‘I hope they know now that they’re not too far away,’ says Galway boss after underdogs push holders to the brink
At times during the second half, as Galway thundered into Limerick as if their lives depended on winning the next puckout, the next 50-50, the next squabble for possession on the Hogan Stand touchline, Henry Shefflin was like Galway’s 16th man.
Push the clock back a decade and it was here that Henry the King produced his crowning half-hour – in the second half of the drawn 2012 All-Ireland final. Against Galway.
Now, as yesterday’s All-Ireland semi-final crackled with an electricity that few had anticipated in advance, Shefflin was still playing every ball and, for a while, railing against every decision of officialdom.
Cross words led to a brace of yellow cards – for Shefflin and Limerick’s coach Paul Kinnerk – after Cathal Mannion had been called for an over-carry. Diarmaid Byrnes pointed the resultant 48th minute free, restoring a threadbare lead for the champions.
Not even a booking softened Shefflin’s cough, though – partly because during the midpoint of that pulsating second half, the calls kept going against Galway.
David Burke pinged for an illegal hand pass – this time Byrnes missed the free from halfway.
Soon after came another touchline tangle of arms and legs and bodies. As Tom Monaghan complained that he’d been stood on, Waterford referee Thomas Walsh signalled a free the other way to a chorus of Galway boos – this time Byrnes nailed the free.
Shefflin was a coiled spring during this pivotal period: if anyone had ever wondered about his commitment to the maroon cause, not any more.
In many ways, after an oscillating maiden campaign where perceptions about Galway had veered between the two polar extremes of dark horse contenders and potential lambs to the Limerick slaughter, this felt like a coming-of-age performance.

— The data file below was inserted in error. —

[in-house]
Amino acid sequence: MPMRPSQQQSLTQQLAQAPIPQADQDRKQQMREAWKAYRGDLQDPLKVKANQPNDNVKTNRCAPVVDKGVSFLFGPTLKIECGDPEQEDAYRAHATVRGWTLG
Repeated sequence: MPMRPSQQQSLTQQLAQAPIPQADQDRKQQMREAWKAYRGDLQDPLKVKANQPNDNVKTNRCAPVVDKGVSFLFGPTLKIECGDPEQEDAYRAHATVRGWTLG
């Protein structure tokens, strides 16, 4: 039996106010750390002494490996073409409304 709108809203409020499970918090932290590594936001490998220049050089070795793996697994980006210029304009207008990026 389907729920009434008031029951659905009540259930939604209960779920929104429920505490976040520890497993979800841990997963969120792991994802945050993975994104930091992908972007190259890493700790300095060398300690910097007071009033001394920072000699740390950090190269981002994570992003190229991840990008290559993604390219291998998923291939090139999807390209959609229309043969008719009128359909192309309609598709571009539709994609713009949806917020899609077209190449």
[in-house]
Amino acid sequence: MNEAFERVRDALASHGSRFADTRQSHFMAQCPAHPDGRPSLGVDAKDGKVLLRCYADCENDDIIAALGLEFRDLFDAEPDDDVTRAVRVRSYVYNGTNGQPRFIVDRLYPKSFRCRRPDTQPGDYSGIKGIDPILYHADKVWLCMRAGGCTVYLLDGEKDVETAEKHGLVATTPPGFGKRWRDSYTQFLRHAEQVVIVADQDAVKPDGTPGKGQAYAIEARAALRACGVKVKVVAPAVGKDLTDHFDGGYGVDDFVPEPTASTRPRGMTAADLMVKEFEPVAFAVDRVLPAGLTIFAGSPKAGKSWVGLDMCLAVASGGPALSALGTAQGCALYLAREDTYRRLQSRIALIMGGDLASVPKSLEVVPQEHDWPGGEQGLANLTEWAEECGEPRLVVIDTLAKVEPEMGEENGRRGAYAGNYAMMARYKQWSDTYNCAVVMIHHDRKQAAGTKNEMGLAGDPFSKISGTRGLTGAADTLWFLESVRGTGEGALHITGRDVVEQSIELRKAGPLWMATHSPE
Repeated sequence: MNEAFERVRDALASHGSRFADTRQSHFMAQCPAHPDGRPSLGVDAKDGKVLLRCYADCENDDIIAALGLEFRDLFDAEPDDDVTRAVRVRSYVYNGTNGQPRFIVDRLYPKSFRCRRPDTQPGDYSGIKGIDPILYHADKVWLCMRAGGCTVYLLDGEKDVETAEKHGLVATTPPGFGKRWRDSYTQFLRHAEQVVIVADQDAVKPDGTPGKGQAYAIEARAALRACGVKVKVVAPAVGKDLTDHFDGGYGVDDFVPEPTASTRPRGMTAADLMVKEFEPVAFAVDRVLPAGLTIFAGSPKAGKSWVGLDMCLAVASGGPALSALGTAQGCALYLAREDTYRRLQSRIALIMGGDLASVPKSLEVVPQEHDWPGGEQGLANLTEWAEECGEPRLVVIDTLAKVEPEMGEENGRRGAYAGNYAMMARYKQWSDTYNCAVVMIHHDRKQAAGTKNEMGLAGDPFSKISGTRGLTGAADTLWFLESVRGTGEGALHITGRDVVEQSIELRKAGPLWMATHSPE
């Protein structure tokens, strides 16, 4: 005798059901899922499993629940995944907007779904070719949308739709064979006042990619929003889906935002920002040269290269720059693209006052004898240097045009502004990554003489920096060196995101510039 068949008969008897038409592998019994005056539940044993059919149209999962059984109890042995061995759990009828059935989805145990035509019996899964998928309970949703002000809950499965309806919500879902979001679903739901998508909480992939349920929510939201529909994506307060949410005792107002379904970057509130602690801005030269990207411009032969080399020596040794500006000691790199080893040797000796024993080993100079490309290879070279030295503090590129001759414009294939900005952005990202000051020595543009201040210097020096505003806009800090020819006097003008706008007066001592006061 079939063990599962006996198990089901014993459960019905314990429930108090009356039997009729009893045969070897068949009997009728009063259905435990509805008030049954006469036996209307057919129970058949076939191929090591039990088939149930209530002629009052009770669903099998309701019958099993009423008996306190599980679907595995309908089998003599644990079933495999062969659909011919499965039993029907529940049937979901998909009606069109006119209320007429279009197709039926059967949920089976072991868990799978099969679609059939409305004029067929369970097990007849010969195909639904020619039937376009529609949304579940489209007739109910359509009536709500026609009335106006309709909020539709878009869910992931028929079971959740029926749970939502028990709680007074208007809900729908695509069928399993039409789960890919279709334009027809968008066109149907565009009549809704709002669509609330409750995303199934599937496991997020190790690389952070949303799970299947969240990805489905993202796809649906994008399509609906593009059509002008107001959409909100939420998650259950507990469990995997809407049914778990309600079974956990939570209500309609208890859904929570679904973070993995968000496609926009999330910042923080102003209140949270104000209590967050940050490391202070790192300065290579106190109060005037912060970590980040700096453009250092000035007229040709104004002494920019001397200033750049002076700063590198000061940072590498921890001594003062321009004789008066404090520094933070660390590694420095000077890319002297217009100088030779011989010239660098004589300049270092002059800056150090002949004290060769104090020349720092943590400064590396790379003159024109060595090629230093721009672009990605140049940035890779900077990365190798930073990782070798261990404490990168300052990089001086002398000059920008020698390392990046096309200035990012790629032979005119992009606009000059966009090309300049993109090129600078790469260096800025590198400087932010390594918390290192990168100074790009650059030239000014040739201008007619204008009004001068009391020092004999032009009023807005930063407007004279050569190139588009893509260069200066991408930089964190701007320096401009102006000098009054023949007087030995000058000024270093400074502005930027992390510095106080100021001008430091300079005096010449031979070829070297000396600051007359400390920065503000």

Only one problem: they still lost.
“Especially coming up against such hot favourites, you speak a lot about getting a performance and I would have spoken about that myself – that’s what we needed. And then you get the performance and you don’t get the result and, you know, sport is cruel,” a composed Shefflin reflected when the dust had settled on a wonderfully flawed epic and Limerick had prevailed by three points, all scored beyond the 68th minute.
“You give it absolutely everything, and then it’s all just over and you just come up a little bit short and there’s a lot of ifs and buts.
“But, I suppose, from a management point of view and from a group point of view, we said we wanted to do ourselves proud on the field today and I think we achieved that,” added Shefflin.
There are no medals for moral victories, however, and the most decorated hurler in history knows that. But his reaction to one of the twin imposters was still imbued with a touch of class.
There was a warm handshake with John Kiely (let’s not go there) and when asked afterwards about those disputed second-half calls, it quickly became apparent that he wouldn’t be the purveyor of any ‘we wuz robbed’ headlines.